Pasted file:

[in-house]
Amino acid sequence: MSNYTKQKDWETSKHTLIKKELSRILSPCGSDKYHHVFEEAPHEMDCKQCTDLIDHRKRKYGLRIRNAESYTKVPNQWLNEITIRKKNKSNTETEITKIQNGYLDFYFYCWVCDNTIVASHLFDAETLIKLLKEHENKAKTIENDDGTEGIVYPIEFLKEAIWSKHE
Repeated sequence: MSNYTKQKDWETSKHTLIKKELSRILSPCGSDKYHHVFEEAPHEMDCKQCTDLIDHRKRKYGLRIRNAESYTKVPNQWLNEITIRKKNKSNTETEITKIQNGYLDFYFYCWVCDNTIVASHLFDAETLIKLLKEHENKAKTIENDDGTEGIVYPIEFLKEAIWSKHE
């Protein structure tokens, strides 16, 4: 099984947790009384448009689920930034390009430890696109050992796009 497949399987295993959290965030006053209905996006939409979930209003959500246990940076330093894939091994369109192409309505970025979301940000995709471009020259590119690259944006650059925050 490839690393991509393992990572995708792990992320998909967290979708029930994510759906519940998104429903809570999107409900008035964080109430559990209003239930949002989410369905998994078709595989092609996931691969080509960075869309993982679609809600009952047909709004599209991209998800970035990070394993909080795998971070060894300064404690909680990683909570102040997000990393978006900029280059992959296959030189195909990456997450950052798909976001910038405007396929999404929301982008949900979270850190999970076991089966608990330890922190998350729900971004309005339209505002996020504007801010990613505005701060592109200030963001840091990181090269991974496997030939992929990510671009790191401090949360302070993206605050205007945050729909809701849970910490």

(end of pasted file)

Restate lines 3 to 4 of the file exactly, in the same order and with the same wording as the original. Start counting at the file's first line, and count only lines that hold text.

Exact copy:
Repeated sequence: MSNYTKQKDWETSKHTLIKKELSRILSPCGSDKYHHVFEEAPHEMDCKQCTDLIDHRKRKYGLRIRNAESYTKVPNQWLNEITIRKKNKSNTETEITKIQNGYLDFYFYCWVCDNTIVASHLFDAETLIKLLKEHENKAKTIENDDGTEGIVYPIEFLKEAIWSKHE
């Protein structure tokens, strides 16, 4: 099984947790009384448009689920930034390009430890696109050992796009 497949399987295993959290965030006053209905996006939409979930209003959500246990940076330093894939091994369109192409309505970025979301940000995709471009020259590119690259944006650059925050 490839690393991509393992990572995708792990992320998909967290979708029930994510759906519940998104429903809570999107409900008035964080109430559990209003239930949002989410369905998994078709595989092609996931691969080509960075869309993982679609809600009952047909709004599209991209998800970035990070394993909080795998971070060894300064404690909680990683909570102040997000990393978006900029280059992959296959030189195909990456997450950052798909976001910038405007396929999404929301982008949900979270850190999970076991089966608990330890922190998350729900971004309005339209505002996020504007801010990613505005701060592109200030963001840091990181090269991974496997030939992929990510671009790191401090949360302070993206605050205007945050729909809701849970910490």